Product Managers and Brand Managers – during new product development efforts – and New Product Development teams – follow development processes that are very much like the ADDIE model familiar to most of us in the T&D/ Learning/ Knowledge Management business.
Using a New Product Development model does not guarantee them super positive results either.
I’ve worked with dozens of firms and their Marketing (that’s the big “M” and not little “m” type of Marketing) and the Engineering functions – to determine what the Performance Requirements were of key Target Audiences – and then what the Knowledge/Skills requirements were – and then “what was being covered adequately by the existing content” – and “what were the gaps.” And then what were the priorities (if any) for filling those gaps.
The process I employed in each effort is the PACT Processes for CAD – Curriculum Architecture.
I’ve even done CAD efforts for CAD-CAM designers! In each case they had an equivalent to the ADDIE model. Some start with their analysis equivalent – others had a Planning phase prior to jumping into at Requirements Definition – their version of Analysis.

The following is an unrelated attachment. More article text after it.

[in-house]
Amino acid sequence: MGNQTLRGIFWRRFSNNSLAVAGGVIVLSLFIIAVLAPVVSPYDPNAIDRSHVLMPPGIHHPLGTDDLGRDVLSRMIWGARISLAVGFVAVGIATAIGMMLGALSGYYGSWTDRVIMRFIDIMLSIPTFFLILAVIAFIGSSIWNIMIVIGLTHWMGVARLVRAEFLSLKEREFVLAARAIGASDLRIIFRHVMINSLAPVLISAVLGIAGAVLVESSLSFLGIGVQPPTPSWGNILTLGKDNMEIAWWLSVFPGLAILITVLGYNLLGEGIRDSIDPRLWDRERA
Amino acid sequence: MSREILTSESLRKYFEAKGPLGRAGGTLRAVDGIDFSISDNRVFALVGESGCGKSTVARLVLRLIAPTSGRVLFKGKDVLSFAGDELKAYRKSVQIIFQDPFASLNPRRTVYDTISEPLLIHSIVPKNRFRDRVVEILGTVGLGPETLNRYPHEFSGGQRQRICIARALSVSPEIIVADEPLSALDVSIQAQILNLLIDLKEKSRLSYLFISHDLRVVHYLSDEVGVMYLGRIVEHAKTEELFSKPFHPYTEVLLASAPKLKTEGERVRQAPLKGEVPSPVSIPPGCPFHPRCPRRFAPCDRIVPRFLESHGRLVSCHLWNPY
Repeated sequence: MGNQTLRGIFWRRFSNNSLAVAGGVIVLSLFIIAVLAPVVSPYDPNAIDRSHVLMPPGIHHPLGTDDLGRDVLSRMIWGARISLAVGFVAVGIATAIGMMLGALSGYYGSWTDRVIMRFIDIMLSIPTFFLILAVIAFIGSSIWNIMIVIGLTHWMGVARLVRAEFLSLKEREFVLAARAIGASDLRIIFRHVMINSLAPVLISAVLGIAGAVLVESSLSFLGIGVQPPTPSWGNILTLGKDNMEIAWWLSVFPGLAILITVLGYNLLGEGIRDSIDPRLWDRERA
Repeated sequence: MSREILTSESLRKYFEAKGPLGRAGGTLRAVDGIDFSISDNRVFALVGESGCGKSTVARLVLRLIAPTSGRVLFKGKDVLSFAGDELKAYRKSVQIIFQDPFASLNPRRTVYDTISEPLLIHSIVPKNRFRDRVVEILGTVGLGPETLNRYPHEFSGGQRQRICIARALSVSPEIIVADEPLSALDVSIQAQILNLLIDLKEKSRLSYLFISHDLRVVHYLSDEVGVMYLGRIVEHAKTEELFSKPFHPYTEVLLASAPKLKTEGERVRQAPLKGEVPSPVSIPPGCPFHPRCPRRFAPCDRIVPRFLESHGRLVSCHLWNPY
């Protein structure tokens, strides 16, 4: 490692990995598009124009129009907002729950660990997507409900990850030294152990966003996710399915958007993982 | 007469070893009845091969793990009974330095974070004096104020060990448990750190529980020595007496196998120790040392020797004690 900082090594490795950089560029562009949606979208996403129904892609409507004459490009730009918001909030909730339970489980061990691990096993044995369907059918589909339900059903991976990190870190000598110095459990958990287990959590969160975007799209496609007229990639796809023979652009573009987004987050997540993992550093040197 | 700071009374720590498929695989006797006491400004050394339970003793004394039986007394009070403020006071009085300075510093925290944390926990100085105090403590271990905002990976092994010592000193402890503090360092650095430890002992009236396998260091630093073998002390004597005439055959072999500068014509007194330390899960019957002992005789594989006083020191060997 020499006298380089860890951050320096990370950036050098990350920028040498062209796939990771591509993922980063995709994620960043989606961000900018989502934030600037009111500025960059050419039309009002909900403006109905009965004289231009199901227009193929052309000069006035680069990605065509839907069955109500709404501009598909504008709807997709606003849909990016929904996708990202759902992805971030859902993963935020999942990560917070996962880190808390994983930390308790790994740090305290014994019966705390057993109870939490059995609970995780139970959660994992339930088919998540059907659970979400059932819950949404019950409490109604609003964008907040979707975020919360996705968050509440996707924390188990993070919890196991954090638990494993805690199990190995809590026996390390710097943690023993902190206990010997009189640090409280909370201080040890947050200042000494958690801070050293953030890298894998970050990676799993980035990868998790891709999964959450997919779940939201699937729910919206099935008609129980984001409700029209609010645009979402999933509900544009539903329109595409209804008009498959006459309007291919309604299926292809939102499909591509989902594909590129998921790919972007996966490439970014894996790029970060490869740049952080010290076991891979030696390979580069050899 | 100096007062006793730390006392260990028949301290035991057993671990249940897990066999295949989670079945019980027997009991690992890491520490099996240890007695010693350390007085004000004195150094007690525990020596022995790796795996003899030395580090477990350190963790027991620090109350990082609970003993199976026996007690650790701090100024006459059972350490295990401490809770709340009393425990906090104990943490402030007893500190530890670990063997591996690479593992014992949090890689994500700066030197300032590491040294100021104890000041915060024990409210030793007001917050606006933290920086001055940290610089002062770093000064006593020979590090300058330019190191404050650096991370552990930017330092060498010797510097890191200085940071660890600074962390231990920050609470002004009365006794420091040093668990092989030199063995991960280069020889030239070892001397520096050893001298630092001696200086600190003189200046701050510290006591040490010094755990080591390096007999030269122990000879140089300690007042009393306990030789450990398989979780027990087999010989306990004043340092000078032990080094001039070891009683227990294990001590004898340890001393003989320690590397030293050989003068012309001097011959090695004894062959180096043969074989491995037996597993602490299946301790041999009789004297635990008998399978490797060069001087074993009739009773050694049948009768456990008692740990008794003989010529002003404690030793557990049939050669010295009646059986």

Those calling for the death of ADDIE puzzle me. I can only conclude that they never found an approach to an ADDIE-like model for their own efforts. So they bemoan the prevalence of ADDIE.
I’m not sure what they would replace it with – unless they are looking for chaos. For artistic freedom in the what, when and how to convert cash to content.
Having successfully used an ADDIE-like approach since 1979 on hundreds and hundreds of ISD efforts – that just seems like poor stewardship to me.
Just as many organizations got the “process bug” decades ago (thank you Geary Rummler!) and figured out how to lean their development processes by taking out all of the unnecessary steps and re-do loops to achieve greater speed to market – ISD folks need to do the same. I’ve done it – and so can you!
For my approach, proven in dozens and dozens of firms on hundreds of projects, see my book: lean-ISD – available here as a free PDF. Cover design and book Title created by the late Geary A. Rummler back in 1999.
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